Angulimala is a bit of a strange figure in early Buddhist history. I think we can learn a lot from his story even if we might have to think hard to figure out how it relates to our lives. Angulimala was a serial killer. He was a relentless and fearsome madman who made his life’s mission to kill 100 people….and to collect their fingers and wearing them on a necklace. Angulimala is actually a nickname that means finger necklace. Eww. I… Read more

“If one knew oneself were precious, one would guard oneself with care.” -the Buddha So, often on the spiritual path we are told to hold everyone with compassion, to always be generous. This is all very good advice. But a problem can arise when we start to feel that giving is everything. I’ve had the experience of giving away too much of my energy. I’m sure many of you have too. There’s something we can very easily forget. Our compassion… Read more

This is a hard concept for us to understand. Anatta….no self. I’d like to explain it this way. Everything you think about yourself is a story you’re telling. There is no you, not in the way you think. All the concepts, feelings, and beliefs that we have about ourselves are self-created. We weave things together from our environment and fashion a self out of it. It’s not so much that there’s nothing as it is that there’s nothing to hold… Read more

We practice Enlightenment when we sit on the cushion. Every time we sit and do what the Buddha did, we are engaging with the goal. That’s why Dogen said, “Practice itself is Enlightenment”. When we understand that and really engage the present moment, we can’t be pulled around by the myriad things that distract us so easily. We can be a little more stable, standing on solid ground. This is called illumination. If we can really open our hearts and… Read more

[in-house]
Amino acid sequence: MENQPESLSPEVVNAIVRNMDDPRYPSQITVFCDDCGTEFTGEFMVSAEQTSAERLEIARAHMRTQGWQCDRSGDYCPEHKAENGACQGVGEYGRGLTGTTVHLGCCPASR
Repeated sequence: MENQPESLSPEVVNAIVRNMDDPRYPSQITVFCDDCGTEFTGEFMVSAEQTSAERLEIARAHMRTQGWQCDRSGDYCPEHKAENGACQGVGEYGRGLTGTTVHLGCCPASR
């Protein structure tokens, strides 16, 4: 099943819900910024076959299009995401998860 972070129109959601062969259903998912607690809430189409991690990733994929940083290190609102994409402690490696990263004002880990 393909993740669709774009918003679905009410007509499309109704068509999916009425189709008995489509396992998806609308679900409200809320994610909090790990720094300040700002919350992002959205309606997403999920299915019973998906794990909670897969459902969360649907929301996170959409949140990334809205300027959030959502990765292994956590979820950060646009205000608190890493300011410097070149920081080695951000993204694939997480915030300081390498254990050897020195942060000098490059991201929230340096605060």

This text “the 37 practices of a Bodhisattva” is a concise text written by a Tibetan teacher in the 14th century named Togme Zangpo who was a member of the Sakya lineage. It’s a summary of how we should behave as we are on the path to awakening. It’s a Tibetan Mahayana teaching. 31 If you don’t go into your own confusion, You may just be a materialist in practitioner’s clothing. Constantly go into your own confusion And put an… Read more

This text “the 37 practices of a Bodhisattva” is a concise text written by a Tibetan teacher in the 14th century named Togme Zangpo who was a member of the Sakya lineage. It’s a summary of how we should behave as we are on the path to awakening. It’s a Tibetan Mahayana teaching. Verse 25 and the ones that follow detail the 6 perfections. The most important teaching for walking the bodhisattva path is the six perfections. The six perfections… Read more

This text “the 37 practices of a Bodhisattva” is a concise text written by a Tibetan teacher in the 14th century named Togme Zangpo who was a member of the Sakya lineage. It’s a summary of how we should behave as we are on the path to awakening. It’s a Tibetan Mahayana teaching. 21 Sensual pleasures are like salty water: The deeper you drink, the thirstier you become. Any object that you attach to, Right away, let it go —… Read more

This text “the 37 practices of a Bodhisattva” is a concise text written by a Tibetan teacher in the 14th century named Togme Zangpo who was a member of the Sakya lineage. It’s a summary of how we should behave as we are on the path to awakening. It’s a Tibetan Mahayana teaching. 18 When you are down and out, held in contempt, Desperately ill, and emotionally crazed, Don’t lose heart. Take into you The suffering and negativity of all… Read more

This text “the 37 practices of a Bodhisattva” is a concise text written by a Tibetan teacher in the 14th century named Togme Zangpo who was a member of the Sakya lineage. It’s a summary of how we should behave as we are on the path to awakening. It’s a Tibetan Mahayana teaching. 15 Even if someone humiliates you and denounces you In front of a crowd of people, Think of this person as your teacher And humbly honor him… Read more

This text “the 37 practices of a Bodhisattva” is a concise text written by a Tibetan teacher in the 14th century named Togme Zangpo who was a member of the Sakya lineage. It’s a summary of how we should behave as we are on the path to awakening. It’s a Tibetan Mahayana teaching. 10 If all your mothers, who love you, Suffer for time without beginning, how can you be happy? To free limitless sentient beings, Give rise to awakening… Read more

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